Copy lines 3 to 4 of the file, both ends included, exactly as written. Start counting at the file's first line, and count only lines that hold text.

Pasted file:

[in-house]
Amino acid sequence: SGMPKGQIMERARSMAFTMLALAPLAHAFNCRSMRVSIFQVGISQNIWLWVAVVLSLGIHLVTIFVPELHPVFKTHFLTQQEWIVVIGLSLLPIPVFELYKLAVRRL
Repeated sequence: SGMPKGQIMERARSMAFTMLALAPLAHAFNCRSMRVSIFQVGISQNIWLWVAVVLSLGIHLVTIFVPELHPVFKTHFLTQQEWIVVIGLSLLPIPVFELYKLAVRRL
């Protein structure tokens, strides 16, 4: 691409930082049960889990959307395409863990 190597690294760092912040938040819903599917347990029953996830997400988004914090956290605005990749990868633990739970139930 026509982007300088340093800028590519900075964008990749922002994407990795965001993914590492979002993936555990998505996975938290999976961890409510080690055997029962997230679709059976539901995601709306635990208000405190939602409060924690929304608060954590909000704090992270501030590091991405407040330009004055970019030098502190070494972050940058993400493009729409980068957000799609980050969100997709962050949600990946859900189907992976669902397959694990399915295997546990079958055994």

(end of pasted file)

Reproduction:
Repeated sequence: SGMPKGQIMERARSMAFTMLALAPLAHAFNCRSMRVSIFQVGISQNIWLWVAVVLSLGIHLVTIFVPELHPVFKTHFLTQQEWIVVIGLSLLPIPVFELYKLAVRRL
């Protein structure tokens, strides 16, 4: 691409930082049960889990959307395409863990 190597690294760092912040938040819903599917347990029953996830997400988004914090956290605005990749990868633990739970139930 026509982007300088340093800028590519900075964008990749922002994407990795965001993914590492979002993936555990998505996975938290999976961890409510080690055997029962997230679709059976539901995601709306635990208000405190939602409060924690929304608060954590909000704090992270501030590091991405407040330009004055970019030098502190070494972050940058993400493009729409980068957000799609980050969100997709962050949600990946859900189907992976669902397959694990399915295997546990079958055994």